Sunday, 30 March 2008

Rockingham Road, stained glass and Edvard Munch

A bright sunny morning, an abundance of daffodils, and James MacMillan's, Vigil:Symphony (the third work in his Triduum, corresponding to Easter Sunday) made up for slight sleep deprivation, as I travelled to Rockingham Road, Kettering for the morning service. There are three Baptist churches in the town, Fuller, named after its famous minister, and two others planted by Fuller, Carey Baptist Church in 1891, and Rockingham Road Baptist Church, in 1945.

Tim Burt, the minister, has done a great job, especially in helping the church to be welcoming, accessible and inclusive of people with learning disabilities. And even though today is a low Sunday, there were a good number of people of all ages and all sorts, and together we continued with the celebration of Easter.

Two things took me by surprise. One was that in a building which is largely functional, attractively so, there is stained glass at the front, depicting Jesus, the Good Shepherd, as a gentle Saviour.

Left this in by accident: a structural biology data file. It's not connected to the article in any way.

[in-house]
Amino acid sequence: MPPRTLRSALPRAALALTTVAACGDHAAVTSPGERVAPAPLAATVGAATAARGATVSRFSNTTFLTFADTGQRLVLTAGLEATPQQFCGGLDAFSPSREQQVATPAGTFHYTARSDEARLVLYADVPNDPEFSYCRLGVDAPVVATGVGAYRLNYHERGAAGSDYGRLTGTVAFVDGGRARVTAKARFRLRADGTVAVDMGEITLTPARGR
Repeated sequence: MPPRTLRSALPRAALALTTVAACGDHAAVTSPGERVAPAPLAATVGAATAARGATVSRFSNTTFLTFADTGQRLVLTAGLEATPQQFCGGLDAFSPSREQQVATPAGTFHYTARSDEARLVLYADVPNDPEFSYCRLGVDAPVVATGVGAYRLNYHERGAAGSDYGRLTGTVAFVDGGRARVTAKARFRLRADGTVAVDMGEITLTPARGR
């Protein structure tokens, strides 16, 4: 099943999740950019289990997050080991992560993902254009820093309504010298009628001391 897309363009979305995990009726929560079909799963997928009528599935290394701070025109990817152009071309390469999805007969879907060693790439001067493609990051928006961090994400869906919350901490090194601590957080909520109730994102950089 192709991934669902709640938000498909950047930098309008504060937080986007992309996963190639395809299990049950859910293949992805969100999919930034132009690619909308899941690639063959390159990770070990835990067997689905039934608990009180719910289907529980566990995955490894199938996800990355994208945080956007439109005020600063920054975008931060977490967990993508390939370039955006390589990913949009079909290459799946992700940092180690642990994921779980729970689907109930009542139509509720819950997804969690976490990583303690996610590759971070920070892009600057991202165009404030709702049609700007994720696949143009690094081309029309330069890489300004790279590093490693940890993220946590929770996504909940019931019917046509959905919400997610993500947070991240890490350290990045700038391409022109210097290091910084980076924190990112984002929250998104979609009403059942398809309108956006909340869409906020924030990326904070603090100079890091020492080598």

The other was even more unexpected. We went into a room to pray before the service, a room used only by Social Services during the week. In contrast to the usual posters of places of natural beauty with statutory verses of scripture, there was a picture of Edvard Munch's, The Scream, together with some Salvador Dali. This gave me a slight jolt, but as we prayed, and then went into the church for the service, I reflected on how appropriate it was. God embraces us in our entire humanity, in our ecstasy and especially in our agony. Commenting on the visible wounds of the risen Jesus in his appearance to the disciples on the evening of that first Easter Sunday, I quoted Cleverley Ford, 'the sufferings of this world, the cries of the distressed since the world began and until it ends, are echoed in the very heart of God in heaven itself. God suffers because we suffer.'

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